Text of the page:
But “how do I monetise this?” is a question that pops up in my coffee meetings again and again, because of the type of people I meet. So as is my way, I thought for a while about what the question really was, I did some research and came up empty, I mulled it over for a couple of weeks, drew some circles on a page and searched for a universal framework to approach the problem. I have come up with what I think are solid thoughts, but because of the size of this article, I have split it into three parts.

The problem of how to monetising something you have or are doing, is not dissimilar to negotiation or being an entrepreneur. In fact its a bit of a melding of the two. It also has a simple workflow, but of course the devil is in the detail. There are just three steps:monetisation workflow

1. Identify all the attributes
of the situation,

2. Identify where the
value is,

3. Identifying the
appropriate packaging.

Next post I will drill down on identifying the attributes of a situation.

iPad in the Kitchen

I decided I wanted to purchase an iPad. The first roadblock was my wife, the more level headed of the two of us, who said “of course honey, but by the way, what’s your business case?”. I didn’t have one other than; a. I wanted it. b. I wanted to explore whether the device would change my relationship with “the machine”. Since I have a budget for discretionary spending on technology I went out to buy one.

The second roadblock was that despite advertising being everywhere, nobody had any in stock. I had to order it in.

Its now three weeks in and I’ve had 3 insights that surprised me.

  1. Its instant on. Unlike my PC and netbook which both take over a minute to get to a state where they can actually run an application, the iPad is basically instant on because it uses a version of the iphone OS. This means that I can look something up on the web (eg Masterchef recipe) with out interrupting my flow of thoughts or discussion. Doesn’t mean much if I’m sitting at my desk, but means an awful lot if I’m out and about or talking in the kitchen.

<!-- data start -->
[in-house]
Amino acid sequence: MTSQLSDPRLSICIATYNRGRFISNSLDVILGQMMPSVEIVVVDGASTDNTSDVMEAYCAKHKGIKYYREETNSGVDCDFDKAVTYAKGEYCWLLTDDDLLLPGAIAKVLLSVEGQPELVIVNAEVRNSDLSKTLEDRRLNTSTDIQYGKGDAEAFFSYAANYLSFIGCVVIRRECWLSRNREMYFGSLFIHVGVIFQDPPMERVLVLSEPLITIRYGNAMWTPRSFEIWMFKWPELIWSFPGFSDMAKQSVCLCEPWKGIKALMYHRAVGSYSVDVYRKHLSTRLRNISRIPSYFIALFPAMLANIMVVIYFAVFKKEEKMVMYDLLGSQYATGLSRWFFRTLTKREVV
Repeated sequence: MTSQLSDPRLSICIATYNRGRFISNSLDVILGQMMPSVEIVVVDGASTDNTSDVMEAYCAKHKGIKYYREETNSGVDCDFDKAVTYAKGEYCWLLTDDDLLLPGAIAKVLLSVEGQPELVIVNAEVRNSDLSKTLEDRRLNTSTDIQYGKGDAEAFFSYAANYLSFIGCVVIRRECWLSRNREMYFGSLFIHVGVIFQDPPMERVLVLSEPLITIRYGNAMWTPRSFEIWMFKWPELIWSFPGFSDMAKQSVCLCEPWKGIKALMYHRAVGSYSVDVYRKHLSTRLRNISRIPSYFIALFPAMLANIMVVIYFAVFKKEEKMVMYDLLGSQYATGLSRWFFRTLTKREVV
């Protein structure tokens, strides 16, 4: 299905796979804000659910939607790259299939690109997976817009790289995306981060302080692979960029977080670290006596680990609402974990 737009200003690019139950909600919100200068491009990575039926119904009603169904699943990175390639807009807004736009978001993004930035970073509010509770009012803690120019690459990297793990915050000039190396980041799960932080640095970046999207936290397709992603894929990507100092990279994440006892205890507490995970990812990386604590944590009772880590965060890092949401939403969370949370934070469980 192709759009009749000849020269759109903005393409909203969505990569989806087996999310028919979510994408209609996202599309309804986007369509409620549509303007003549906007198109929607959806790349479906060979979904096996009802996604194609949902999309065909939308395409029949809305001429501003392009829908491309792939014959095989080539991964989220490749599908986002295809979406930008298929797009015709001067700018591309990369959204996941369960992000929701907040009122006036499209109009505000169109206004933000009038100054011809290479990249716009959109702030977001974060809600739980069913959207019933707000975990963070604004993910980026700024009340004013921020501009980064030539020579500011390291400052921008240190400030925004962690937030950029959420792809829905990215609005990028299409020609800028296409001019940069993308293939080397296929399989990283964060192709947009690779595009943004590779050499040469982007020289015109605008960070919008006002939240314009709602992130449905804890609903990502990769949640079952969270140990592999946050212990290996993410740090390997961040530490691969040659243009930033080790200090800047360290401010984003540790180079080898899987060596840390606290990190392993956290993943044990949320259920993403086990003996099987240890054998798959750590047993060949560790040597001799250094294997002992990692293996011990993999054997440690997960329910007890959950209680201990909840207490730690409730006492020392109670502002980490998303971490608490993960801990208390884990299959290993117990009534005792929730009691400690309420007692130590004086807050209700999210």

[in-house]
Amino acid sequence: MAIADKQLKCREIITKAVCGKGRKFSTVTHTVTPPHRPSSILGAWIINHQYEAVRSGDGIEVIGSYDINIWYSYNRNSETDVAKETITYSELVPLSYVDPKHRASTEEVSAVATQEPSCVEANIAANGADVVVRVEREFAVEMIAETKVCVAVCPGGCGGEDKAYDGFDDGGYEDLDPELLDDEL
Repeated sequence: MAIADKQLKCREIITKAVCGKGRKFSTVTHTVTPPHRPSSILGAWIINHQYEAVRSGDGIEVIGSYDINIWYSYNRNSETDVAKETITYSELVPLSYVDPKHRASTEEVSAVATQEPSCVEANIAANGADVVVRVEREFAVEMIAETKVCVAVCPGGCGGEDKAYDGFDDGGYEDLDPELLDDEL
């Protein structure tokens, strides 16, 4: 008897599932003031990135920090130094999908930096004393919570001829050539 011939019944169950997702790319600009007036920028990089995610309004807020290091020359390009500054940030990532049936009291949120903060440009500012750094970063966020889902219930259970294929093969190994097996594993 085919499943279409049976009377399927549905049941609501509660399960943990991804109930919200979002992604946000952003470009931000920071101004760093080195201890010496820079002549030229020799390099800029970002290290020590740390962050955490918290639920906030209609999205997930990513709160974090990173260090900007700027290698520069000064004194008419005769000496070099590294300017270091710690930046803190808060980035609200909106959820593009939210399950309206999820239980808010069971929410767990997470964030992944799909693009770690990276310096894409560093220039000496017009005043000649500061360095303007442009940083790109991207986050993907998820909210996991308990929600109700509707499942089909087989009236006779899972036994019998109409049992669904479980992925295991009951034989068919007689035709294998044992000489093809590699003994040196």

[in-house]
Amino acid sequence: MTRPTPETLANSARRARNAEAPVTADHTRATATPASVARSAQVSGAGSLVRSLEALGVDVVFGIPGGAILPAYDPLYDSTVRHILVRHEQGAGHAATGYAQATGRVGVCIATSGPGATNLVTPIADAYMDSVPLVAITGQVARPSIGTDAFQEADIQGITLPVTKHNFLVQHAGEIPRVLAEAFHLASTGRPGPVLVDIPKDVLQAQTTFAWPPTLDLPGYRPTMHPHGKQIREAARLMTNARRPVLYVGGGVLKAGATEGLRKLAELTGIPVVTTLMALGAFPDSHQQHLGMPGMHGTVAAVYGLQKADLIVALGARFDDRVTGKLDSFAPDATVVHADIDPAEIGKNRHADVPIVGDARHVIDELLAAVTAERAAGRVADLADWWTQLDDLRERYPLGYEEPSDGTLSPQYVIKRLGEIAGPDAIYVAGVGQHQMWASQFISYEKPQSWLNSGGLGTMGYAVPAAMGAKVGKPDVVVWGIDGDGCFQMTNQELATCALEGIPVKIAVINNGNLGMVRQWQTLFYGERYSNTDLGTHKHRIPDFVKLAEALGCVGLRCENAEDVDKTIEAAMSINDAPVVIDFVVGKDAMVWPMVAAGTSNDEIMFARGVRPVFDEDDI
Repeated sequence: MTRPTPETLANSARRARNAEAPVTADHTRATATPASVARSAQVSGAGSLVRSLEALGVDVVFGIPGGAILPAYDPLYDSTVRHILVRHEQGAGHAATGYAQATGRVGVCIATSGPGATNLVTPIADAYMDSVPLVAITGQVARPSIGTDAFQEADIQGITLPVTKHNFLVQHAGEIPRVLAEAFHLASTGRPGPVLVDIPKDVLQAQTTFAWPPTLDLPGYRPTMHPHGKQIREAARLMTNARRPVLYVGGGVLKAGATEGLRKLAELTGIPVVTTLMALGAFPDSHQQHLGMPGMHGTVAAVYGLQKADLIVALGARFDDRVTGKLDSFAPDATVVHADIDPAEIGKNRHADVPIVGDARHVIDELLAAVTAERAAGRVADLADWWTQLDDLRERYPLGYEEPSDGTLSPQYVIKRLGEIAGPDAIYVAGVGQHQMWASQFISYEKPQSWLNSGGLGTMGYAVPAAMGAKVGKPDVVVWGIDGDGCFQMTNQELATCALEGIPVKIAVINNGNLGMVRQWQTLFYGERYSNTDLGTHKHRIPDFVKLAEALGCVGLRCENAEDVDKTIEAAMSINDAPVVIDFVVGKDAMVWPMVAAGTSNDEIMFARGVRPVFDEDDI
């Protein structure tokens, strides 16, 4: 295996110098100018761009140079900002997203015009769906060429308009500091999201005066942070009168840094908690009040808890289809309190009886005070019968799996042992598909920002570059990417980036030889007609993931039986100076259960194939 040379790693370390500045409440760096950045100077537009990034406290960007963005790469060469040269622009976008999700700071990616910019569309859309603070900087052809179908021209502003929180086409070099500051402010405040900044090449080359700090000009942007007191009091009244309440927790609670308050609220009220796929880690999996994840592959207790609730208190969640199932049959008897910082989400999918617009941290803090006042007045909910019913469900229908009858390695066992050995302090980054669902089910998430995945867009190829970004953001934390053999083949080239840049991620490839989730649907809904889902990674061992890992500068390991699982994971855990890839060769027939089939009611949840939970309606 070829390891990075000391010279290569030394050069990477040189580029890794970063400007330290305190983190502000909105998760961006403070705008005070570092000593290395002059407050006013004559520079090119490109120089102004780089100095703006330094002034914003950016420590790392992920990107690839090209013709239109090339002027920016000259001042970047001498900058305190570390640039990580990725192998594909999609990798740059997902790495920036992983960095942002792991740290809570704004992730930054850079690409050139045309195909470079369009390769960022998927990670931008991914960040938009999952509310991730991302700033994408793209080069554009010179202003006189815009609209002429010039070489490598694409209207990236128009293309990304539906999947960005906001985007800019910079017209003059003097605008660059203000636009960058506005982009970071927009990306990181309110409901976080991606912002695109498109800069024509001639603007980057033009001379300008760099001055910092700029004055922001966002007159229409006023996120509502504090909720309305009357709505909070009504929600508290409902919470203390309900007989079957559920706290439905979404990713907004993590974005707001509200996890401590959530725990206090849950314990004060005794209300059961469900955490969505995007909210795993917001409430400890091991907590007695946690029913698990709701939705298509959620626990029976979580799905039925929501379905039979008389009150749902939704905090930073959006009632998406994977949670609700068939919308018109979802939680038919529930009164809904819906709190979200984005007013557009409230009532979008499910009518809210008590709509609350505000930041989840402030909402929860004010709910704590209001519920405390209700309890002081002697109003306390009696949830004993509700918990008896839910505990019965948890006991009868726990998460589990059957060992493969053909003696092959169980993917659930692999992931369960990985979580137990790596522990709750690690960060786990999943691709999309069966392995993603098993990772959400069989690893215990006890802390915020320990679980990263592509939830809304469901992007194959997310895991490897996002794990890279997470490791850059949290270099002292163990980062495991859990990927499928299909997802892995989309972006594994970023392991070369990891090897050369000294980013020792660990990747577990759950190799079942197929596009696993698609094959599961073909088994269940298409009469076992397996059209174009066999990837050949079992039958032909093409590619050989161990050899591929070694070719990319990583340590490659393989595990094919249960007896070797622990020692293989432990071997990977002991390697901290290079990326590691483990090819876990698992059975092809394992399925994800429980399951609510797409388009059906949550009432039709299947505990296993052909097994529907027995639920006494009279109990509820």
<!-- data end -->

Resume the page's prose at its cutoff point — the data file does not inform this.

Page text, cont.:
2. Its flat form factor and light weight means that I can mount it on vertical surface. Why pay $17,000 for an internet connected fridge, when you can have the same thing for $600 and a some gaffa tape.
  3. The touch screen interface isn’t that big a deal. Sure its harder to type out a document, but typing is an abstraction anyway. If I want to draw or simply click on links, touch screen is the go. And if I did mount the ipad on the fridge, a keyboard would just be an annoyance and a mouse would be unworkable.

These thoughts lead me to believe that we will start to see Ipad’s or their competitors embedded into everyday furniture and appliances. Its just to easy to do and I now want web access pretty much all the time, especially when I am cooking and want a recipe. I may even get some nice mounts to put it on the freezer door.

How to get help

The other week I had coffee with Chris Stewart who is a Melbourne based entrepreneur and strategic foresight consultant. Both Chris and I have lots of different skill sets and we both enjoy starting new ventures. We tend to catch up around once or twice a year and discuss what “wisdom” we have gained since the last coffee.

Last week we decided that three questions were critical for the multi skilled or generalist entrepreneur to answer. They were:

  1. What can you do?
  2. What will you do? and finally
  3. What should you do?

We felt these questions were wise because its all to easy getting caught up doing tasks that aren’t the best use of your time, or taking on a task that you never get around to.>

This line of thinking got me pondering over getting assistance, and what form it should take. I decided it might be worthwhile identifying and describing the different roles that “helpers” may take. Mostly because all to often I hear the phrase -”I need a mentor”, when in my opinion in may be the last thing you need. Now some people may argue over the definitions each type of “helper” I have given below because nothing is fixed, but I think its worthwhile focussing on the definitions, not the label.

So here’s a bunch of people that offer you help, with my definitions.

Type of Help Strategic Tactical
Gives Understanding Advisor

Helps you understand your

Gives Direction Consultant

Tells you what they think
you should do.


Tells you what to do.

Gives Solutions Mentor

Shows you how it can be done.


Teaches you how to do it.

Gets it Done Contractor/Employee

Does it for you.

So at a Strategic level you have three options

Advisor –Helps you understand your options.